Breastfeeding is a superpower that women could brag about; it gives nourishment to a new life. Breastfeeding supports the growth and proper development of a newborn. It establishes a close bond between mom and baby, and it can help prevent postpartum depression in new moms. Breastfeeding can even reduce the baby’s risk of obesity and diabetes, while simultaneously helping mom to prevent heart disease and some types of cancer in her own body. The list goes on and on!
Yet this practice sometimes carries with it a social stigma that leaves new moms feeling judged and unwelcome for their decision to breastfeed their baby in public, despite the incredible health benefits it totes.
Fortunately, breastfeeding is becoming more and more visible, encouraged, and recommended. In fact, a global effort is deep underway to make breastfeeding the most common practice for feeding new babies. The World Health Organization recommends exclusive breastfeeding for the first six months of a baby’s life1, and the Healthy People 2020 goals include objectives related to increasing the proportion of infants who are breastfed2.
In addition to these large-scale public health efforts, breastfeeding is also celebrated every August during World Breastfeeding Week. This internationally-recognized week is coordinated by organizations and individuals dedicated to the protection, promotion, and support of breastfeeding worldwide, also known as the World Alliance for Breastfeeding Action, or WABA.3 This year, World Breastfeeding Week is August 1-7, 2019.
The Global Big Latch On
One important element of World Breastfeeding Week is the Global Big Latch On event. During this annual synchronized breastfeeding event, people gather together at a specified time, either in-person or virtually, to breastfeed and offer peer support to one another. Friends, spouses, family, and community members are always invited to join the celebration as well, helping to empower breastfeeding moms and their babies. This worldwide peer support and community development event seeks to strengthen national and global support for breastfeeding with the goal of improving health for children and women worldwide.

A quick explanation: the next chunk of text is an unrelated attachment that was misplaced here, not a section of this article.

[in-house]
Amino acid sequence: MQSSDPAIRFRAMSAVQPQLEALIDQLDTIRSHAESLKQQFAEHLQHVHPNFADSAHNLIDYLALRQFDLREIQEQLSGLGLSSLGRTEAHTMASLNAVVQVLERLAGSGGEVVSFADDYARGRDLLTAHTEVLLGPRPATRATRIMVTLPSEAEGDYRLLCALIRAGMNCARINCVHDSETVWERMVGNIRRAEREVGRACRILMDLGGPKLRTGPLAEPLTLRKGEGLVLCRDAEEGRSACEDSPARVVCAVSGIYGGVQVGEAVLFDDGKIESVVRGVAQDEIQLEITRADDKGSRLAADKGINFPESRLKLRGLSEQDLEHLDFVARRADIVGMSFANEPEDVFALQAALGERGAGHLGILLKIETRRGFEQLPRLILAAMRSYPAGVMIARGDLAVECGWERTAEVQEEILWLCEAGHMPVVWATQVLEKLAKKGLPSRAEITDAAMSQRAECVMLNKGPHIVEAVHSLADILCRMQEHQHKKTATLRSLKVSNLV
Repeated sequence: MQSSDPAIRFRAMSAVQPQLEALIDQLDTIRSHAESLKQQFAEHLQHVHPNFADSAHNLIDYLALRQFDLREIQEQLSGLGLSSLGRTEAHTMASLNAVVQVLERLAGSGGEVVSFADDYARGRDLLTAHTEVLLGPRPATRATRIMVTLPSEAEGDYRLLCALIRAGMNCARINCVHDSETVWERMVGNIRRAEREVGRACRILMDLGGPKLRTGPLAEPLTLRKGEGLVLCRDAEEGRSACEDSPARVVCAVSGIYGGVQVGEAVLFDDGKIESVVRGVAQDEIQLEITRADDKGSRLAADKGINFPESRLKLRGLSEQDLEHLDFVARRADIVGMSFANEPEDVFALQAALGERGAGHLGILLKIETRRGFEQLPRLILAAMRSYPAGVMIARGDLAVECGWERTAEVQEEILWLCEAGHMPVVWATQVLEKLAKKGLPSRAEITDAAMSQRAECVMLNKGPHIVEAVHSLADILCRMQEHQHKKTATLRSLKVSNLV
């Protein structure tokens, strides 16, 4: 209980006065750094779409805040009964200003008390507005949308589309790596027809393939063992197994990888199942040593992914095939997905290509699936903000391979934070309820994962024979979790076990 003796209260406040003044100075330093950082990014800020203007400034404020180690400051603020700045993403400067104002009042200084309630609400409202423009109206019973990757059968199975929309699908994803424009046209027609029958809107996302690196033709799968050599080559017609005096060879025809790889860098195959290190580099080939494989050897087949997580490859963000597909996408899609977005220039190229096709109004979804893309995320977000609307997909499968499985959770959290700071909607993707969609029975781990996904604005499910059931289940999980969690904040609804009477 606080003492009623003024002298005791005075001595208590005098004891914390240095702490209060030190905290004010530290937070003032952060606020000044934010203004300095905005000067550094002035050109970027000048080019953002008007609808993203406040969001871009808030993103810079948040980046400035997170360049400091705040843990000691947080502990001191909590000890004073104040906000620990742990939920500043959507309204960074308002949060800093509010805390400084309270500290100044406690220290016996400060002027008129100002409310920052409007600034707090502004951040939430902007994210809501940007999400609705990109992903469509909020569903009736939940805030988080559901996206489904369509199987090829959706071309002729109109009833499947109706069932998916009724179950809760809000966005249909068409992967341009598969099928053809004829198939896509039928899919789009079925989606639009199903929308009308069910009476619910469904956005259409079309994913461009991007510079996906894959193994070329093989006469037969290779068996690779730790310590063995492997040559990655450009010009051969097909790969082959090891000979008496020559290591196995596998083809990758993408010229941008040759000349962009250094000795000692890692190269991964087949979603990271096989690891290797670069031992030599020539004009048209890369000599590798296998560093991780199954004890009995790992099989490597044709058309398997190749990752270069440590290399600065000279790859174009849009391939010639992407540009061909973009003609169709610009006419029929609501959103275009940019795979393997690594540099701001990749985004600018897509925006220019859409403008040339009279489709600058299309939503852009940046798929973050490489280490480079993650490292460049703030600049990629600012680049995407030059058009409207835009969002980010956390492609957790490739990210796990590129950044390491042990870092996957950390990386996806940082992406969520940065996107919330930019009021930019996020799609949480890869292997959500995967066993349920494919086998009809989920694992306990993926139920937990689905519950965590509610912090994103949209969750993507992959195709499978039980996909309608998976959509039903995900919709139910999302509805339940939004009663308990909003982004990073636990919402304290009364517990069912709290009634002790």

Local organizations volunteer to host Big Latch On events in their own community. Last year, almost 60,000 people across 28 countries participated in the Global Big Latch On events.
The Global Big Latch On events aim to raise awareness of breastfeeding, encourage support networks between breastfeeding people, and normalize breastfeeding as a part of daily life.
So what’s happening locally?
Glad you asked! In Sitka, SEARHC is hosting a local event at the Mt. Edgecumbe Medical Center’s Island Skillet Café. The “Big Latch” will begin at 10:30 a.m. on Saturday, August 3rd, and participants are encouraged to arrive by 10:00 a.m. to register and get settled with their little ones and any other guests. Prizes, giveaways, and healthy snacks will be provided at this free community event.
To learn more about how SEARHC is celebrating in Sitka, contact Susan Ward, RN, at 907-966-8721. For more information about the global effort, visit www.biglatchon.org.
For more information about breastfeeding your baby or any of your pre- or postnatal care needs, contact SEARHC at firstname.lastname@example.org or email@example.com.